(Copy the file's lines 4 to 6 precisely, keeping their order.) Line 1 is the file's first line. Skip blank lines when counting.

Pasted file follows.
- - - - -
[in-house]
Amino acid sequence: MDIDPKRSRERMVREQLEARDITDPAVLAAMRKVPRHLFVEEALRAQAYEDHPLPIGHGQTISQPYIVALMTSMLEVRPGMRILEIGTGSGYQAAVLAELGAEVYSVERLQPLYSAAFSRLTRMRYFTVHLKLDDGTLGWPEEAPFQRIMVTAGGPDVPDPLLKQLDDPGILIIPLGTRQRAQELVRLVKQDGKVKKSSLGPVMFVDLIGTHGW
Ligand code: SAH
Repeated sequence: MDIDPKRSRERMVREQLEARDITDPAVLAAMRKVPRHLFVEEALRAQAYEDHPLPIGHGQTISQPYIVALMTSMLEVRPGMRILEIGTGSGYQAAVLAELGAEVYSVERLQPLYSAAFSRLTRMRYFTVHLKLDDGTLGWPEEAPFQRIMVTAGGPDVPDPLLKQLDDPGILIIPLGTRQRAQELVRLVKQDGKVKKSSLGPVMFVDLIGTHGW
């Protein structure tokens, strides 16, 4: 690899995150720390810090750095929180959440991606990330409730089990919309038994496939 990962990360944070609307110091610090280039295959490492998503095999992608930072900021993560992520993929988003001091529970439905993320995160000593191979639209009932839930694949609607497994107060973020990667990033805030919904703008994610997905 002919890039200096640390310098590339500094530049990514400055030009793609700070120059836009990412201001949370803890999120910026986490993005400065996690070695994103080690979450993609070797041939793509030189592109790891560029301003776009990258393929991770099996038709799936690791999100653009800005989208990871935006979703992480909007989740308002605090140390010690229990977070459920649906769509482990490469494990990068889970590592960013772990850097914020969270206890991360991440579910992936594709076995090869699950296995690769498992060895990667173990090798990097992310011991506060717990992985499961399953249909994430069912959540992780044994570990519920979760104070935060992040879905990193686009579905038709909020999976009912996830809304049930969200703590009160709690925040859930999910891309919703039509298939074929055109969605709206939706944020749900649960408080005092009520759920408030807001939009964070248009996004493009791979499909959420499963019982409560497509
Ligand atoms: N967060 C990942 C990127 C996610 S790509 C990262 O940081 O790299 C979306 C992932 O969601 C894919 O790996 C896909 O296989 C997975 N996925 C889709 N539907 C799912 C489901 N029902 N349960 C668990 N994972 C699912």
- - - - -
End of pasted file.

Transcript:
Repeated sequence: MDIDPKRSRERMVREQLEARDITDPAVLAAMRKVPRHLFVEEALRAQAYEDHPLPIGHGQTISQPYIVALMTSMLEVRPGMRILEIGTGSGYQAAVLAELGAEVYSVERLQPLYSAAFSRLTRMRYFTVHLKLDDGTLGWPEEAPFQRIMVTAGGPDVPDPLLKQLDDPGILIIPLGTRQRAQELVRLVKQDGKVKKSSLGPVMFVDLIGTHGW
């Protein structure tokens, strides 16, 4: 690899995150720390810090750095929180959440991606990330409730089990919309038994496939 990962990360944070609307110091610090280039295959490492998503095999992608930072900021993560992520993929988003001091529970439905993320995160000593191979639209009932839930694949609607497994107060973020990667990033805030919904703008994610997905 002919890039200096640390310098590339500094530049990514400055030009793609700070120059836009990412201001949370803890999120910026986490993005400065996690070695994103080690979450993609070797041939793509030189592109790891560029301003776009990258393929991770099996038709799936690791999100653009800005989208990871935006979703992480909007989740308002605090140390010690229990977070459920649906769509482990490469494990990068889970590592960013772990850097914020969270206890991360991440579910992936594709076995090869699950296995690769498992060895990667173990090798990097992310011991506060717990992985499961399953249909994430069912959540992780044994570990519920979760104070935060992040879905990193686009579905038709909020999976009912996830809304049930969200703590009160709690925040859930999910891309919703039509298939074929055109969605709206939706944020749900649960408080005092009520759920408030807001939009964070248009996004493009791979499909959420499963019982409560497509
Ligand atoms: N967060 C990942 C990127 C996610 S790509 C990262 O940081 O790299 C979306 C992932 O969601 C894919 O790996 C896909 O296989 C997975 N996925 C889709 N539907 C799912 C489901 N029902 N349960 C668990 N994972 C699912």